Extrovert Loses Mind Hours into Social Distancing

by Kate R. Canter
Kate R. Canter

Local woman Serena Blair has fallen into violent mania after less than a day of staying home and avoiding crowds due to fears of Covid-19.

According to friends and family, Blair, 23, was initially excited to stay home from work as a Hollister employee. “She decided the global pandemic would be a great opportunity to ‘center herself,’ get back into meditation and yoga,” said sister-in-law Allison Blair, a first-grade teacher who will be out of work until April.

However, roughly six seconds into meditation, Blair was confronted with the inherent unknowable emptiness of existence. Within an hour of staring into that abyss, the communications major reportedly blinked.

Blair documented her plummet to insanity on her social media accounts.

Like many Americans, she had stocked up on various essentials for the oncoming quarantine. An Instagram post, tagged as #prepper and #quarencation, displayed her inordinate supplies for a two-bedroom apartment. This post contrasted sharply with another, uploaded 45 minutes later, in which Blair had wrapped herself in toilet paper and proclaimed herself a living god. Then, in a much higher tone, Blair whispered, “No one can know! No one can ever know!” before sending the video to her 5700 followers.

Another video, posted on Tik-Tok roughly two hours later, showed Blair sinking slowly into a bathtub of Purell while repeatedly murmuring “this is fine” in a British accent.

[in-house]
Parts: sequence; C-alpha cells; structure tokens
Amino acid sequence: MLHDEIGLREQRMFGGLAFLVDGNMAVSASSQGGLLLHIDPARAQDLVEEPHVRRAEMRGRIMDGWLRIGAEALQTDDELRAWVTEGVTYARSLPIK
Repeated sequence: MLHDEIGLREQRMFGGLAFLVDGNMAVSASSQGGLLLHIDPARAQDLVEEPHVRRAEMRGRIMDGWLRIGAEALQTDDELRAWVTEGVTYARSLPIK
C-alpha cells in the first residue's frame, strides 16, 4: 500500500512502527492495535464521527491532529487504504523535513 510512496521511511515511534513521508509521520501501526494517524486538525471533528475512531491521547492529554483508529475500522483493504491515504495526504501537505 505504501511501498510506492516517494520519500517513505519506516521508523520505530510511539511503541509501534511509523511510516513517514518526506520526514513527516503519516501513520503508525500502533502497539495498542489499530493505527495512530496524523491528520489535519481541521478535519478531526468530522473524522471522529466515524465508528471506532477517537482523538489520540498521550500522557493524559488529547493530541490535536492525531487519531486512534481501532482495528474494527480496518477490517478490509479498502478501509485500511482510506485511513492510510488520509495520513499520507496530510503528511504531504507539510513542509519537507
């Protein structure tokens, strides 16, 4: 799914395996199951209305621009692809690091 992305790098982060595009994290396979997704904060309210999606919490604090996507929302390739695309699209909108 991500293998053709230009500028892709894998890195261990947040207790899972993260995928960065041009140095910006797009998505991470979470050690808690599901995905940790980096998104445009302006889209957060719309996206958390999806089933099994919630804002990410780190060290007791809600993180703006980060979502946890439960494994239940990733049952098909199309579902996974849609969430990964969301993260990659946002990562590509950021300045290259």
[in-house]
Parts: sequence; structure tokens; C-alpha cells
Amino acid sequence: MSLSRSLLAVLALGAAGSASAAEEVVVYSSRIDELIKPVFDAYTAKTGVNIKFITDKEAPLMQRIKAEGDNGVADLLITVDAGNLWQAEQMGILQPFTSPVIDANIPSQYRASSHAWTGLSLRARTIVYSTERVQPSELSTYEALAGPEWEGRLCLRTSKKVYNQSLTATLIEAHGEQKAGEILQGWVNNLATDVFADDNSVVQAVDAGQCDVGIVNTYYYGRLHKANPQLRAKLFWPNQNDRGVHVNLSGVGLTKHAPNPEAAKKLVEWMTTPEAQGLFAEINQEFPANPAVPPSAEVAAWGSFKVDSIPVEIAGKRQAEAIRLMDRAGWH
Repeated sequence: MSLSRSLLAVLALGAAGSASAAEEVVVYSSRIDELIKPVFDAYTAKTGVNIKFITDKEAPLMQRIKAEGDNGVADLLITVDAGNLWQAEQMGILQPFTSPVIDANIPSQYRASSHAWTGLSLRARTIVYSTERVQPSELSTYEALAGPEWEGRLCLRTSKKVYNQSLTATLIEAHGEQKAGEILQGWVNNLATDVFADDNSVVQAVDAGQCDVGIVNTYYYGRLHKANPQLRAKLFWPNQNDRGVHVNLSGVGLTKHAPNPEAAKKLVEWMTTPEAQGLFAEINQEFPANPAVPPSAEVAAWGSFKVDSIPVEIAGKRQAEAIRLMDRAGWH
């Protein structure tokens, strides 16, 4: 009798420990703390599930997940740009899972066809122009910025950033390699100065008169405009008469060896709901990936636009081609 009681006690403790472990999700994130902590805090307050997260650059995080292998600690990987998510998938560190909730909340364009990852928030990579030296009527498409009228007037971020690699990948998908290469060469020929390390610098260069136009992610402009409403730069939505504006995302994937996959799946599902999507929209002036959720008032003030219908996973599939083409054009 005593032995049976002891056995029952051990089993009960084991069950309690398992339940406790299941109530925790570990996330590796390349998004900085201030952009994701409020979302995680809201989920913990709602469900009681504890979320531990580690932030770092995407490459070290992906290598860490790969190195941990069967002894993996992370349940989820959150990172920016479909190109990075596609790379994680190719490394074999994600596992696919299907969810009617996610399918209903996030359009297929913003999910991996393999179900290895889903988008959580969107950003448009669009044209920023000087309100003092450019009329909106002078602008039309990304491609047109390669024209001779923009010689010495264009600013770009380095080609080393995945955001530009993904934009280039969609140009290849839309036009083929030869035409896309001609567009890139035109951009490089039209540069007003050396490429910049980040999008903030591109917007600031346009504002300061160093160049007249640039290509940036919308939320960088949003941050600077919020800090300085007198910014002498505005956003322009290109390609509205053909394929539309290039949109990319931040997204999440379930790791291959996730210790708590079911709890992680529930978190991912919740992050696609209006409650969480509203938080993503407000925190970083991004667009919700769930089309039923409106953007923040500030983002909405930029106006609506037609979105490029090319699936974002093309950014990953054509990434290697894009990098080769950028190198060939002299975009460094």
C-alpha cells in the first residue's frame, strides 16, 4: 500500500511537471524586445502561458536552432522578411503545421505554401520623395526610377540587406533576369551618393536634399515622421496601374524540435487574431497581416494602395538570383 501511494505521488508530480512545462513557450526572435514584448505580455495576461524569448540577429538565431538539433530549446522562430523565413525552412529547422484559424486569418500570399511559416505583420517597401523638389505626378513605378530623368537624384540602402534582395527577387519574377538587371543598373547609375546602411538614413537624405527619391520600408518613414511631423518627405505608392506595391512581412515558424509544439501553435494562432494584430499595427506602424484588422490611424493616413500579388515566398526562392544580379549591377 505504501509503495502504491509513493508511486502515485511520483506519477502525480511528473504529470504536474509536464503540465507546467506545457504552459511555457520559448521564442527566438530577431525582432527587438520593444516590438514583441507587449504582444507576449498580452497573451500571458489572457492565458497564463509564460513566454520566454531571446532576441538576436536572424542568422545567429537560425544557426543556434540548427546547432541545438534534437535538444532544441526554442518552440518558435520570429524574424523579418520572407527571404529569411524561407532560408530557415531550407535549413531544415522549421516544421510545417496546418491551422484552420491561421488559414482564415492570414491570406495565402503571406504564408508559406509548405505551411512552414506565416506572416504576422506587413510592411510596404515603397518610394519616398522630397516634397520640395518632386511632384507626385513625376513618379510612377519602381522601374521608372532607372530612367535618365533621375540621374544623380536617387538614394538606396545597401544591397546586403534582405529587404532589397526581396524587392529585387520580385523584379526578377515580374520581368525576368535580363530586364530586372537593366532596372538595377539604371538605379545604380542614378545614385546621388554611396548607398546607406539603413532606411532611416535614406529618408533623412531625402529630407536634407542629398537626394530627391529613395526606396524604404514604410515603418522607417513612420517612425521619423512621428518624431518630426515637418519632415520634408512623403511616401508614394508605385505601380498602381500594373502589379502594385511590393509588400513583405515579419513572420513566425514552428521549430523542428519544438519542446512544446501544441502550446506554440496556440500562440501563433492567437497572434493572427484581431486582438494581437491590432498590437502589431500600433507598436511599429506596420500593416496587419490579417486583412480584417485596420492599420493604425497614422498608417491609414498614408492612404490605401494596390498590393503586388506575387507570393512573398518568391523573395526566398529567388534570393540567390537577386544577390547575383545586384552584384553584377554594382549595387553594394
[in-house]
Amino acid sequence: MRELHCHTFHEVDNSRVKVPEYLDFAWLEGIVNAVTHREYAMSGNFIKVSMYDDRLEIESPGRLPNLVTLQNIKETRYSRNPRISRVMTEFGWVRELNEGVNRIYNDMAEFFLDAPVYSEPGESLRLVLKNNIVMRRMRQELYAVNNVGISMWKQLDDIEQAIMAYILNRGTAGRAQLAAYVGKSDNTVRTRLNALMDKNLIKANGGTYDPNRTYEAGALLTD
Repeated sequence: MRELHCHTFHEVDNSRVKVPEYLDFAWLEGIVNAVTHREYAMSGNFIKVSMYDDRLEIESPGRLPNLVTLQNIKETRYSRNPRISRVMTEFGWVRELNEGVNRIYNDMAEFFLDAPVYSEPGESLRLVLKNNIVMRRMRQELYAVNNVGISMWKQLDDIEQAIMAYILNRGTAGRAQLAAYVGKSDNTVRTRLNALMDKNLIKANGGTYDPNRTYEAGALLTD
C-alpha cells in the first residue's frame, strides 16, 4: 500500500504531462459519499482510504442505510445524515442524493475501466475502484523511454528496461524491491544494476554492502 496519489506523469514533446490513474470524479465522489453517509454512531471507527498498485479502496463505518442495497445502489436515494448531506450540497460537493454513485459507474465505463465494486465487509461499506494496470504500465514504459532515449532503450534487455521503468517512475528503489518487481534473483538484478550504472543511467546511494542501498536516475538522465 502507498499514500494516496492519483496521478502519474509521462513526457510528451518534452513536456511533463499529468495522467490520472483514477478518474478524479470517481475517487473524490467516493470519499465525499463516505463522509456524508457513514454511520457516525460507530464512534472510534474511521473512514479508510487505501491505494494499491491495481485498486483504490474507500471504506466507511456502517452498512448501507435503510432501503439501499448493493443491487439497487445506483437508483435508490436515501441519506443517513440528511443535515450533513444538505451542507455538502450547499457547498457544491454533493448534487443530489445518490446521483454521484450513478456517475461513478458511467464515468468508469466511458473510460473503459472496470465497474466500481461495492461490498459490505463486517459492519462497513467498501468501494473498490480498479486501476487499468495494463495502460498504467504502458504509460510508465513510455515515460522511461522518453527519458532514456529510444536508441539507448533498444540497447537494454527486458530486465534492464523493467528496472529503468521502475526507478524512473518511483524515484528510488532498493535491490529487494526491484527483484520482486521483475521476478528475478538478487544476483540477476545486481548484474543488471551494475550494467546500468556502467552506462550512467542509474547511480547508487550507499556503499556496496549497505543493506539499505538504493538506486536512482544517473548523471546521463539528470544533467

Though she continues to avoid large social gatherings according to the CDC recommendation, Blair is not entirely isolated. Her roommate of two years, Lisa Ortiz, is also staying home from work and unnecessary outings. “I’ve had my headphones on most of the day,” the 24-year-old Ortiz reported. “I have heard her pacing in the hallway during pauses in my podcasts. I really hope she doesn’t damage the wall by rubbing her shoulder against it so much. She’s asked me to come out and play a few times, but I’m actually getting tons of reading done.”

Ortiz claimed ambivalence to her roommate’s change in behavior. “Selena’s usually at a party or her boyfriend’s house. I couldn’t say what she usually does, besides pass out on the couch.” Ortiz then noted that she found the apartment on Craigslist and returned to drawing her webcomic.

Serena Blair’s unraveling has also inconvenienced her building’s supervisor, Francine Block, who had to screen her calls due to continued complaints by Blair of a small Victorian ghost. “Veronica won’t let me sleep,” Blair whispered in her latest message, “Veronica says Lisa brought the sickness with her. Veronica says the chimney boy has taken my jewels.”

“This building was constructed in 1985,” Block reported, “and Serena said she [Veronica] died in 1849. There’s also no chimney in that unit, so I’m 90 percent certain Veronica is fake, but I’m not about to mess with some consumptive dead girl with everything else going on.”

Appearing on her fire escape, disheveled in a long, white dress with several black and red stains, Blair declined to comment on her dwindling sanity. However, speaking through Blair’s mouth, Veronica expressed excitement about the idea of a ‘cleansing fire.’

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Mental Health

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